Even the fairy tales have more than one layer of meaning reflected within.
“‘Well, these are not the fairy tales that we grew up with. These were written for adults, and they belonged to a distinct period of time, and a distinct group of women, nearly all of them women of the novel class. It was a clever and subversive thing they did, to tell these fairy tales. Sometimes they would take well-known tales from folklore and adapt them, but as often they created them from their imaginations, and you see how they are commenting on how life is around them, on the world and how it limits them.”
And this is precisely what it seems that Susanna Kearsley aims to do: comment on how life is around these women, on history and how it has limited them, but also comment on how these women’s cleverness and revolutionary thoughts and actions allowed them to adapt and endure.
For poetry readers:
- Get in touch with your inner-feline: Lorna Crozier’s The Wrong Cat
As an added bonus, you can also cool off with a poem like “January”:
“As she grows thin,
she likes the winter aspens more, not less, stands
among them in the cold, absorbs the dwindling gloom.”
If you are a confirmed poetry-reader, this volume is probably already in your stack.
But, if you are not, and you keep meaning to make time for verses, this collection is both welcoming and accessible.
The cat-inspired epigraphs which appear between the sections are simply beautiful.
But you’ll meet many other critters (two-legged, four-legged, many-legged, winged, finned) on the pages there as well.
“It can strip flesh off a saint
or a bull elk or a whale, take out a whole
cotton crop and forest or, more modestly,
ruin a bag of flour.”
This is from “An Extraordinary Fondness for Beetles”, one of my favourites in the collection (but I would choose a different one on any given day, because that is a hard decision indeed).
For short-story addicts:
- Take in the three-ring action in Rhonda Douglas’ Welcome to the Circus
This passage, from the author’s collection of poetry, Some Days I Think I Know Things, offers a key to readers:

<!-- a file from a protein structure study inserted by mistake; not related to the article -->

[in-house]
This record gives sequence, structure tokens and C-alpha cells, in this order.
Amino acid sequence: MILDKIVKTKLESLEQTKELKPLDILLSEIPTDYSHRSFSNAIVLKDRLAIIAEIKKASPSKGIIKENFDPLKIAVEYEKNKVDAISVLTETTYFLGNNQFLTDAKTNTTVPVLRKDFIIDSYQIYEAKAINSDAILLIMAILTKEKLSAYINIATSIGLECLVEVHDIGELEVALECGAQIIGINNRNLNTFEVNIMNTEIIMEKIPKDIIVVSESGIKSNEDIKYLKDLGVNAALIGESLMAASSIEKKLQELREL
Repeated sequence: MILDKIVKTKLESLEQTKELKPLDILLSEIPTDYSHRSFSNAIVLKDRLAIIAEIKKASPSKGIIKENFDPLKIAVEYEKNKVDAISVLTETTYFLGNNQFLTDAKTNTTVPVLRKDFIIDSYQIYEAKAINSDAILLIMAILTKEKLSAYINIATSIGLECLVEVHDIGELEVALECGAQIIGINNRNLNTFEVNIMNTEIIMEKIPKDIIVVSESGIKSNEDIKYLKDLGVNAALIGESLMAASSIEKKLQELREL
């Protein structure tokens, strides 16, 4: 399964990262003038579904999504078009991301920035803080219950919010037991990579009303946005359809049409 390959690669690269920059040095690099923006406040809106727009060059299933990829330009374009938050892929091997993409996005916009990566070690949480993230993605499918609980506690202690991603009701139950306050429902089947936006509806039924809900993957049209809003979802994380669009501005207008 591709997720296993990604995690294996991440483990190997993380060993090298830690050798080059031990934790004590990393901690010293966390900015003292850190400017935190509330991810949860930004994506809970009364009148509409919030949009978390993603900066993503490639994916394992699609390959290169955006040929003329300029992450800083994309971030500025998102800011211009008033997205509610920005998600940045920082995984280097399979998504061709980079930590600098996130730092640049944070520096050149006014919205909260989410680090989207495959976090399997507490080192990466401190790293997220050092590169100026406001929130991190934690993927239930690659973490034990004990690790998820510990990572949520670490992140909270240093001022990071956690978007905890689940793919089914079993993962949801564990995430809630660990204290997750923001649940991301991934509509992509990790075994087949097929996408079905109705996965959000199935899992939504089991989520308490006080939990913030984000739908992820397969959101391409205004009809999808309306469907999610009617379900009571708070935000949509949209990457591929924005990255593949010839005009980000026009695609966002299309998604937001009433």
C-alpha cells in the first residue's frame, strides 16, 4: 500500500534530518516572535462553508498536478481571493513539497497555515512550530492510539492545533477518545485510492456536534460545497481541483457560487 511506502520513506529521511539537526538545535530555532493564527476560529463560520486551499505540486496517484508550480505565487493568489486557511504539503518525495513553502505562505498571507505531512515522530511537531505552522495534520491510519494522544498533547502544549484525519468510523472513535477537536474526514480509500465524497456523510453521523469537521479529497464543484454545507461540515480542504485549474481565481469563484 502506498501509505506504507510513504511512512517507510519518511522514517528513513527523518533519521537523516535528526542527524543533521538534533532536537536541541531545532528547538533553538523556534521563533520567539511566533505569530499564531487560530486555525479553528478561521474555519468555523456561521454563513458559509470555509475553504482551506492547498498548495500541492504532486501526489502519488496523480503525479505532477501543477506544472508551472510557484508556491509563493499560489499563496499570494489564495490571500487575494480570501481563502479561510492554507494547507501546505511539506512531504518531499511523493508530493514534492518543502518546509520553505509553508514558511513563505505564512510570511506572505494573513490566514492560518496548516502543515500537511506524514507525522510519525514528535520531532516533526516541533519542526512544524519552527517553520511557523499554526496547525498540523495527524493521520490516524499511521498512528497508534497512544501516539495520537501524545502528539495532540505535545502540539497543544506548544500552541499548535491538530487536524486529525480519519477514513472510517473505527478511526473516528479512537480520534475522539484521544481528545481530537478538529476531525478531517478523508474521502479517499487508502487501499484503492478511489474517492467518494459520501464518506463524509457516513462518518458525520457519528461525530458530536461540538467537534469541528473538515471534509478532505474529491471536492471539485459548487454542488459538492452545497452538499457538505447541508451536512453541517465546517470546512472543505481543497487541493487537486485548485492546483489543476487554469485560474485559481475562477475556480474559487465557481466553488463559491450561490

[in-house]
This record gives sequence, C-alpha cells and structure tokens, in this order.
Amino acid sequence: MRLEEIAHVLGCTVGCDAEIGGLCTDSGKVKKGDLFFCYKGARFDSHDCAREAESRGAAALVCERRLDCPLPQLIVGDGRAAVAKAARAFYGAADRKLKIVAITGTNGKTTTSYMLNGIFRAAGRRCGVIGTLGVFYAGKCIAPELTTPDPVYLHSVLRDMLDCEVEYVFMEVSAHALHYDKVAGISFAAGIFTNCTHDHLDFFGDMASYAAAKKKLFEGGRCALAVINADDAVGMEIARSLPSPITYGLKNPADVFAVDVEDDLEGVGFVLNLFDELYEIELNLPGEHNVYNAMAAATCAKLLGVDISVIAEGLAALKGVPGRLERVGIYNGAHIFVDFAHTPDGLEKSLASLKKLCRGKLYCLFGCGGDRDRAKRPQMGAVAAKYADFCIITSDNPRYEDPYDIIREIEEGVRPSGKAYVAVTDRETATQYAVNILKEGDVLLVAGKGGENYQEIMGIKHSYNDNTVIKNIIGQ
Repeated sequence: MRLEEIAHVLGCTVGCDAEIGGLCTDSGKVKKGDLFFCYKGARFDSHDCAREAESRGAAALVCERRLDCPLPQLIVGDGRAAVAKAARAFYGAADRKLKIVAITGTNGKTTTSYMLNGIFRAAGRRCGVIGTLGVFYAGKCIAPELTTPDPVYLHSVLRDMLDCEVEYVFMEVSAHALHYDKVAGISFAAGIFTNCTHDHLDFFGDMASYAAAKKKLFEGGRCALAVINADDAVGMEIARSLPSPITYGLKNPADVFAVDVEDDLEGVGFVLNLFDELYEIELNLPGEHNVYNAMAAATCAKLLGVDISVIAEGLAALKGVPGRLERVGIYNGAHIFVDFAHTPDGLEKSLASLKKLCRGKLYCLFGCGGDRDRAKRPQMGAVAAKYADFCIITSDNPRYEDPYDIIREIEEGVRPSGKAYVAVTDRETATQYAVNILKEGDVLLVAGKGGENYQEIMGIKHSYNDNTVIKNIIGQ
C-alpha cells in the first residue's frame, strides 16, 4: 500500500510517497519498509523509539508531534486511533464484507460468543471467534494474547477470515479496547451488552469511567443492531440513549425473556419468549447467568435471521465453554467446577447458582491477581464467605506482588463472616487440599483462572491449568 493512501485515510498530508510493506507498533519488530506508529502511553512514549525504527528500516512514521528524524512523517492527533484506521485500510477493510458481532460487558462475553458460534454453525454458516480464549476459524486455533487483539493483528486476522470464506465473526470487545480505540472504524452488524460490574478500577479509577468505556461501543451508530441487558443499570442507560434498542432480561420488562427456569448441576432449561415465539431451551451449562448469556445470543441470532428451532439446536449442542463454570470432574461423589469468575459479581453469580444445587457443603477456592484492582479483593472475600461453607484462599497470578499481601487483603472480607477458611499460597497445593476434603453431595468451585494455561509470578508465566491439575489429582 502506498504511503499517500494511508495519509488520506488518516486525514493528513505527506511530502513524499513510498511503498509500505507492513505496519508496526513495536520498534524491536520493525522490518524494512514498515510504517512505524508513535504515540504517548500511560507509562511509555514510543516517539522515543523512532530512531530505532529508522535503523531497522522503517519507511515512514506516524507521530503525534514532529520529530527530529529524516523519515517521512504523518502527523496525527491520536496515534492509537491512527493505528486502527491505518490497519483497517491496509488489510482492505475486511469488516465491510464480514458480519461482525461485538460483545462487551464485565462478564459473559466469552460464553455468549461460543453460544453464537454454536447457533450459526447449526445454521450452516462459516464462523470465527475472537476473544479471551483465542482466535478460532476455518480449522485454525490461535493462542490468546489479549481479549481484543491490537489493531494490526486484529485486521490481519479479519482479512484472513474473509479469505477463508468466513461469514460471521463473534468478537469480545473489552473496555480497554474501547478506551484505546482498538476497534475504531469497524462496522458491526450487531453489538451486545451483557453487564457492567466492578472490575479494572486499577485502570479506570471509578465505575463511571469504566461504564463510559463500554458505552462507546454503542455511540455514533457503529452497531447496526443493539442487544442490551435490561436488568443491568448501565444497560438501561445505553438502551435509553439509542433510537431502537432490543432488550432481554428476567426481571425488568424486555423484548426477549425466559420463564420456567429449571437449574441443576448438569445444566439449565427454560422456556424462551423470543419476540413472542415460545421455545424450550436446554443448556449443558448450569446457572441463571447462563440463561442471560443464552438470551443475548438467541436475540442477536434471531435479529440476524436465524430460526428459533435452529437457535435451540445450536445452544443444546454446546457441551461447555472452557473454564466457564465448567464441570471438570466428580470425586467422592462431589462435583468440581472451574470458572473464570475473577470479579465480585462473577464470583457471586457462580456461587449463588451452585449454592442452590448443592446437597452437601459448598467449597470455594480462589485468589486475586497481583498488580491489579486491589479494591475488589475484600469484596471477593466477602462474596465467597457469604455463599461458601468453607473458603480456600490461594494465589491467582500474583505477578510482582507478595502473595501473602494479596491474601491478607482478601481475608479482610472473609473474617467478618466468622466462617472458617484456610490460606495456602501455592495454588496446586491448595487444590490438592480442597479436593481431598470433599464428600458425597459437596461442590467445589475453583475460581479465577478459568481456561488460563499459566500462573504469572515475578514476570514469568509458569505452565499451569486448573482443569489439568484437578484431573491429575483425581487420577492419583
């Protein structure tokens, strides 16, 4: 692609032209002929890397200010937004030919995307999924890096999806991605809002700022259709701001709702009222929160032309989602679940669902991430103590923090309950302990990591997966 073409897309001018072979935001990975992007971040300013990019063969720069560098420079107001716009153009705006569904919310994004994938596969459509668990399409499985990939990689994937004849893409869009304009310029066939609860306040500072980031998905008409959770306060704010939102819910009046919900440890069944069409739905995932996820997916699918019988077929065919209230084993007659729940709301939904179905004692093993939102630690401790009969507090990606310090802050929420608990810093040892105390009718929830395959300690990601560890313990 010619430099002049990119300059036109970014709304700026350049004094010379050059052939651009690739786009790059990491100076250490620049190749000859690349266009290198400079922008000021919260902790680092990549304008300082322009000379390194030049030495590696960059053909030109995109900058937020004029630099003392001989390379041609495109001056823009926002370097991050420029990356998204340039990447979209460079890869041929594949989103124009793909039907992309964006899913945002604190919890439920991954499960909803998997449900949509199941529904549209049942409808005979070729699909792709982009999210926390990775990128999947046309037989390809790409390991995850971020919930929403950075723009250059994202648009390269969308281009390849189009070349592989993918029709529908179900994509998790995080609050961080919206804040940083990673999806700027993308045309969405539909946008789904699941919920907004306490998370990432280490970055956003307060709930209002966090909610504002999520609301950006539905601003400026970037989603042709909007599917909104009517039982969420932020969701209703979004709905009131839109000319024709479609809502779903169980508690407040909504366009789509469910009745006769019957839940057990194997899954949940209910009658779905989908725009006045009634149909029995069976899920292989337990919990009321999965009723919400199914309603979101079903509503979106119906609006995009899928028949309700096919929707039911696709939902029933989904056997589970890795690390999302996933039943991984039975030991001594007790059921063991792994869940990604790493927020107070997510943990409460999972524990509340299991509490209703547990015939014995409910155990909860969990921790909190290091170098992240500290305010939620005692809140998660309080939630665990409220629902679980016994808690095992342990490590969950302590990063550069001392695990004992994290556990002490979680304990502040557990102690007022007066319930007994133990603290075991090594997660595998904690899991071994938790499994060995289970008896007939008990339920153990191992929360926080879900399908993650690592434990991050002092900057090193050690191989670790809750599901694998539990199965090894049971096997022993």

“A small knowing, an itch, sense of what is buried beneath. Truth gives itself away, wants to be found, shows itself in an eyelash flutter, a short intake of breath: come and get me.”
These small knowings are also at the heart of the stories in Rhonda Douglas’ debut fiction collection.
Contained herein: Nous and René Lévesque; Humanitarian Relief; Love Notes for Eighth Grade, La République de France v. ‘Mata Hari’; Still Life with Book; Sounds of Our Paleolithic Past; Monday Night at the Porn Emporium; Welcome to the Circus, Sooky Baby; God Explains the Collapse of the Cod Fishery; Cancer Oratorio.
Just scanning the titles might also give you clues as to the tone and style.
An eighth-grade girl is as worthy of consideration as ‘Mata Hari’.
A natural history museum butts up against a porn emporium.
God explains the fishery collapse but is not the one singing about cancer.
You might even catch a peek of “what is buried beneath” and guess that the author is preoccupied with fragility.
“In the end what knits them together is that they are all falling apart, all looking for someone to fall into, someone who could fix them, help them hold it all together.”
(From “Humanitarian Relief”)
This sense of vulnerability infuses the collection, subtly but determinedly.
“She threw both boots in the corner beside her makeup chair; where they looked like small animals curled up asleep. She collapsed in her chair.”
(From “Monday Night at the Porn Emporium”)
But simulaneously, there are other moments which twin with these. It’s not all bad. In fact, it’s definitely not all bad.
“Even through the cellophane, the candy apples release their scent into the room. They smell like love.”